Here are some tips on England business travel:
In theory, official working hours are normally 9:00 a.m. to 5:00 p.m. Monday to Friday. Generally, the British prefer to stay late in the office than to take work home with them.
Government offices close for lunch between 1:00 p.m. and 2:00 p.m. but stay open until 5:30 p.m.
England business travel
Appointments Conversation Holidays Topics to discuss Topics to avoid
The opening hours for shops are almost completely deregulated, though there are some restrictions on Sunday trading, and many outlets are open 24/7 even outside the major urban areas.
Banks are generally open 9:30 a.m. to 4:30 p.m. Monday-Friday.
Appointments should be made at least a few days in advance and, ideally, confirmed on arrival in the UK. If you are being late for the appointment, do call and let your host know. Cold calling is not appreciated.
In July, August, Bank holidays in May and Easter, you would see a lot of people taking leaves to go to exotic places on a vacation. UK industry closes almost completely between Christmas and New Year.
The UK has about eight national holidays a year. This is the list of holidays up to 2007.
England and Wales
2007 New Year’s Day 2 Jan 1 Jan Good Friday 14 Apr 1 Jan Easter Monday 17 Apr 6 Apr Early May Bank Holiday 1 May 9 Apr Spring Bank Holiday 29 May 7 May Summer Bank Holiday 28 Aug 28 May Christmas Day 25 Dec 27 Aug Boxing Day 26 Dec 25 Dec
There is something called daylight saving so the clock changes by an hour. e.g. when you wake up on 30th October 2005 at 08:00, it will actually be 09:00. It’s not usual for many countries. Interesting.
BRITISH SUMMER TIME For 2005-2007 inclusive, the summer-time periods begin and end respectively on the following dates at 1.00am Greenwich Mean Time:
In 2005: the Sundays of 27 March and 30 October
In 2006: the Sundays of 26 March and 29 October
In 2007: the Sundays of 25 March and 28 October
You should not arrive too promptly for social events – but aim to arrive a respectable fifteen minutes after the specified time; thus, if a dinner invitation states ‘7:30 p.m. for 8:00 p.m.’, it means that you will be expected at about 7:50 p.m.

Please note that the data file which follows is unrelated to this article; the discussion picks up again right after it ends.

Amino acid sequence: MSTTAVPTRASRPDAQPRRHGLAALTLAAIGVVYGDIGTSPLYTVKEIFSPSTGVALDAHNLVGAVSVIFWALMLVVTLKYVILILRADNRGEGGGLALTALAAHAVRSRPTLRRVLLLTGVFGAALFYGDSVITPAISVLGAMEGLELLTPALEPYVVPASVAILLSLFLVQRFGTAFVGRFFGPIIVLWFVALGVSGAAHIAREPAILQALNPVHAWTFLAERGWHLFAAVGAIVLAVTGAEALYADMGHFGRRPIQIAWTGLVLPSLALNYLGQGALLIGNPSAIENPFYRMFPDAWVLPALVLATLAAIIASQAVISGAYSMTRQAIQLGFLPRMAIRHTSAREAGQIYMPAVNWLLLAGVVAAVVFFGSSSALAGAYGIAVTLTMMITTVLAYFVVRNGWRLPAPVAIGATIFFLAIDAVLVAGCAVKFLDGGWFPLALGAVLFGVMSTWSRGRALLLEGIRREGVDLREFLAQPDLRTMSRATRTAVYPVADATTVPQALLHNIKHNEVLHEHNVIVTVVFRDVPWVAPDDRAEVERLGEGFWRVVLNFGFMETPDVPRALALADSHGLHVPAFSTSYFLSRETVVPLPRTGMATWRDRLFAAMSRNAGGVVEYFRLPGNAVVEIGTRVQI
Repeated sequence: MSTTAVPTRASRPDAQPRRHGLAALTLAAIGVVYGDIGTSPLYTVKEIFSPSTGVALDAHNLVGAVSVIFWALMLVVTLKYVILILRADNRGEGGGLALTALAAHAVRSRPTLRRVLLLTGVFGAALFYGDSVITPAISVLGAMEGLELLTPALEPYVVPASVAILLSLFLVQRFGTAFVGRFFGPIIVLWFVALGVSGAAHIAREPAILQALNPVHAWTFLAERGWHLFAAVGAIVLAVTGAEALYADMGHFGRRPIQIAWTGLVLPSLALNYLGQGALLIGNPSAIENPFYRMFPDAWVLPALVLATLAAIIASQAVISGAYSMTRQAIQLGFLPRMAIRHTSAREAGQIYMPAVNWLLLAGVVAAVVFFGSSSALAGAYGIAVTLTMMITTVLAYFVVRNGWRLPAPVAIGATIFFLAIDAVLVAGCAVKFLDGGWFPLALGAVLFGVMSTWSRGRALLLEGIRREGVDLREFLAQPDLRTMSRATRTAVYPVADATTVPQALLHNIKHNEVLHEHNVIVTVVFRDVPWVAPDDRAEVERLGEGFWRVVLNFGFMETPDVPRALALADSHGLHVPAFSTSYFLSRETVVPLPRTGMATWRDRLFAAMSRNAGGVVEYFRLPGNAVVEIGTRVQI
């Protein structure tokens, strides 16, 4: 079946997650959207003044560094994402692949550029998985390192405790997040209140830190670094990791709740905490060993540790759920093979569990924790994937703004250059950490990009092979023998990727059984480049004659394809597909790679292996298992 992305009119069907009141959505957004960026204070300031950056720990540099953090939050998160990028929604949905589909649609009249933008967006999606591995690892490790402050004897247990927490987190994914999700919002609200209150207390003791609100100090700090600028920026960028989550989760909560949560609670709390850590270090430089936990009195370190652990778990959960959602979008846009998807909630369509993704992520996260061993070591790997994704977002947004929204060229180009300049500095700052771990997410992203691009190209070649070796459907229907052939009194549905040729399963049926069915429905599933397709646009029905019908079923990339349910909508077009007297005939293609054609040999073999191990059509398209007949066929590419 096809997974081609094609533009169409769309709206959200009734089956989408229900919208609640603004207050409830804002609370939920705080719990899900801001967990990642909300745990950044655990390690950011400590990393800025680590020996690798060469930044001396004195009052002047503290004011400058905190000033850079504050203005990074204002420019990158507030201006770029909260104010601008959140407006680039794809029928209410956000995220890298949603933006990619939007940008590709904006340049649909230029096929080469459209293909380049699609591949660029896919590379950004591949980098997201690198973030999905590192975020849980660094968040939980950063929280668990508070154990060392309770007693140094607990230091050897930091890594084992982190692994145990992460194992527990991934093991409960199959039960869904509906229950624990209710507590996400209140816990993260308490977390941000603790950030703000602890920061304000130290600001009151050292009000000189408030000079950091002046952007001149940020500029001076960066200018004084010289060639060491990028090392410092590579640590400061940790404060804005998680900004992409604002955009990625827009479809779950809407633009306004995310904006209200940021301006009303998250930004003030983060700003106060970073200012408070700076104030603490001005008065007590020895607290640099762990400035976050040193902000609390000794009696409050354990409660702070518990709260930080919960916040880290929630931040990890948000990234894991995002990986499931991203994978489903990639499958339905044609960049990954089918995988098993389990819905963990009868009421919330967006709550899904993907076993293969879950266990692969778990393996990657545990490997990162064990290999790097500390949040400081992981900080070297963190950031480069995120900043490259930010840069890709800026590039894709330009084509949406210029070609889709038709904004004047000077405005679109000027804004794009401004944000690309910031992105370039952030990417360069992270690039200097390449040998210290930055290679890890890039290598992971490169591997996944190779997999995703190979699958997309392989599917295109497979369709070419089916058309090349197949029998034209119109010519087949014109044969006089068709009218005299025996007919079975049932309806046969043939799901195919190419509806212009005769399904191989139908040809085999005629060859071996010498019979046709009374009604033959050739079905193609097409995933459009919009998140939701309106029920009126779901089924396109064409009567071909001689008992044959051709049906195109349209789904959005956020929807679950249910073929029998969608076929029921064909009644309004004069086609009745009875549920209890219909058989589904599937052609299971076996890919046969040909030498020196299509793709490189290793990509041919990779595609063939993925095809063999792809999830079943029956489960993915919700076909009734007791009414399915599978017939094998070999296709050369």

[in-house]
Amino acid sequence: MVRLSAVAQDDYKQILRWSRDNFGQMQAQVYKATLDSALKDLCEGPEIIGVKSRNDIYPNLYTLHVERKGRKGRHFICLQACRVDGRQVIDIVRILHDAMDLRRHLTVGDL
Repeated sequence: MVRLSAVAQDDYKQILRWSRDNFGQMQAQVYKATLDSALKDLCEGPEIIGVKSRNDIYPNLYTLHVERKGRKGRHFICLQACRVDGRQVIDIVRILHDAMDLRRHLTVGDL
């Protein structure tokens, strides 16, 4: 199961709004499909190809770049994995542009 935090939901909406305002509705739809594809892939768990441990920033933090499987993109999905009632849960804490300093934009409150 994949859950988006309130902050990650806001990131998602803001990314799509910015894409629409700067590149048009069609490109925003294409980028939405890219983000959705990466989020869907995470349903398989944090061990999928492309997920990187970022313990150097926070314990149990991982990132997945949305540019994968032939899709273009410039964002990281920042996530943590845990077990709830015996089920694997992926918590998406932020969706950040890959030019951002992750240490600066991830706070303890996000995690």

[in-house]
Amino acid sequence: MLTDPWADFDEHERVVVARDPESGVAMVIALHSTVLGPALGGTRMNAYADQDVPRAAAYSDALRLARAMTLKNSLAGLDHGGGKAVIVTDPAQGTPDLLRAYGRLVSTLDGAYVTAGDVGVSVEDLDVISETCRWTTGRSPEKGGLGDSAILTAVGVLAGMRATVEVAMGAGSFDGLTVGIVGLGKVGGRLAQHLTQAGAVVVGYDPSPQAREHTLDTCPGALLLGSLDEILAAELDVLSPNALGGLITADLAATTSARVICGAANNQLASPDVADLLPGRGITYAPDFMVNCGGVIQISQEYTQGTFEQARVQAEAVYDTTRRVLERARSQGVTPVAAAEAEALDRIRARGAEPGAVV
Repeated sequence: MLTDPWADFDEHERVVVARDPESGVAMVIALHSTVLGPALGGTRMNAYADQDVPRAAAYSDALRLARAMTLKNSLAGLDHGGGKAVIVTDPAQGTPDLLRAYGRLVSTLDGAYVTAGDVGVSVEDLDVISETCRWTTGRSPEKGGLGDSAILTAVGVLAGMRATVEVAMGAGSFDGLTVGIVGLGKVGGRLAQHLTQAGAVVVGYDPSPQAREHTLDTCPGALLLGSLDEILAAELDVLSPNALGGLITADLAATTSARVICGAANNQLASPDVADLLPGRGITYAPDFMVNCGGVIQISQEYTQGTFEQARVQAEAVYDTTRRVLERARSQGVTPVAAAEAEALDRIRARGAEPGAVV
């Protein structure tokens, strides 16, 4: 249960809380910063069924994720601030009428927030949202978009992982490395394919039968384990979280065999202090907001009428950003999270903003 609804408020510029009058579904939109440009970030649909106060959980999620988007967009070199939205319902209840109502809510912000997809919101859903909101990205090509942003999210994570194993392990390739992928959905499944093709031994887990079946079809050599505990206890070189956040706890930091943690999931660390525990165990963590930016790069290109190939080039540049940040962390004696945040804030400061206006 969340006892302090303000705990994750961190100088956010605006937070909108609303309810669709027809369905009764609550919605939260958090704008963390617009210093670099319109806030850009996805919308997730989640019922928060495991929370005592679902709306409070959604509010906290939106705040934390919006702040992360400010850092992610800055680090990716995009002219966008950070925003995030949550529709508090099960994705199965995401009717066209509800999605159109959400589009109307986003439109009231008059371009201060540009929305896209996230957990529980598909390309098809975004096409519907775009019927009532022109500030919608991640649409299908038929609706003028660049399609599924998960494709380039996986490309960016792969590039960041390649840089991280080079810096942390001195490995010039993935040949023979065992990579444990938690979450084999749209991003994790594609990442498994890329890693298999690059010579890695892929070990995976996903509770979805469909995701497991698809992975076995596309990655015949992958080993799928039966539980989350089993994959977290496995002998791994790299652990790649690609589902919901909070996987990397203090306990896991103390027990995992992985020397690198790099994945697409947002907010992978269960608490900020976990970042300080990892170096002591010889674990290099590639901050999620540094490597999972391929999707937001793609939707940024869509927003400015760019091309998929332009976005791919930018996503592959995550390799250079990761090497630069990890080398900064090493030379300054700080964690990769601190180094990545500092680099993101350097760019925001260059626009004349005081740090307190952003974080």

In keeping with their undemonstrative nature, British businessmen approach their work in a detached way that regards objective facts and solid evidence as the only legitimate forms of persuasion; feelings and personal relationships are usually irrelevant.
Most Britons are reserved by nature and often find it difficult to indulge in small talk with a complete stranger. Don’t be offended when traveling on the London underground when people would use newspapers and books as ‘shields’.
Generally speaking, northerners tend to be more immediately friendly than southerners. Don’t be surprised if people outside the ‘Home Counties’ of southeast England address you in overly affectionate terms such as ‘dear’ or ‘love’ (whether you are a man or a woman).
For the most part, the British speak in low, moderate, measured tones without raising the voice or gesticulating wildly for emphasis.
They also like to maintain their own personal space and will shy away from those they find invasive.
England Business Travel
Although not all Britons are particularly articulate, you should make an effort to speak in complete sentences; the British generally find the North American habit of trailing off in mid-sentence rather irritating. Nor should you interrupt someone; intonation conveys one has finished speaking and, in British English, the voice normally goes down at the end of an affirmative sentence.
Britons prefer to avoid animated discussions.
It is always advisable to try to initiate conversation with open questions rather than an assertion of a personal point of view.
The British are largely tolerant and open-minded but every nation. Almost all Britons, however, are proud of their culture and heritage and this should be respected not mocked.
Avoid repeating someone’s name more than once in a conversation.
The ‘stiff upper lip’ is not just the stuff of fiction and emotional displays, positive or negative, are generally frowned upon.
Gestures such as backslapping and hugging are discouraged and a wide distance should be maintained between participants in a conversation.
Maintaining eye contact may be necessary when you are trying to emphasize important points but you must avoid any temptation to ‘eyeball’.
Talking loudly is unacceptable and shouting is beyond the pale.
Some old-fashioned interlocutors may not hear you if you have your hands in your pockets. The British do not gesticulate frantically.
British are polite and courteous for the most part. They expect to be treated with respect, in return for which they will treat you with respect.
Topics to begin a conversation:
The weather (always a safe starting point)
Sport (football/soccer, now Cricket also after winning over Australia) ·
British literature, art, and popular music
Positive experiences in the UK
Food and curries
Topics to avoid:
Religion – always avoid
The Queen and the Royal Family
The European Union, ‘Brussels’ and the euro
The Middle East
Personal questions about a person’s background, religion, occupation, etc.
Race and immigration
Traveling by Train in England and London – Information on getting and reading your train ticket, the high speed, and regional train system; a link of train schedules.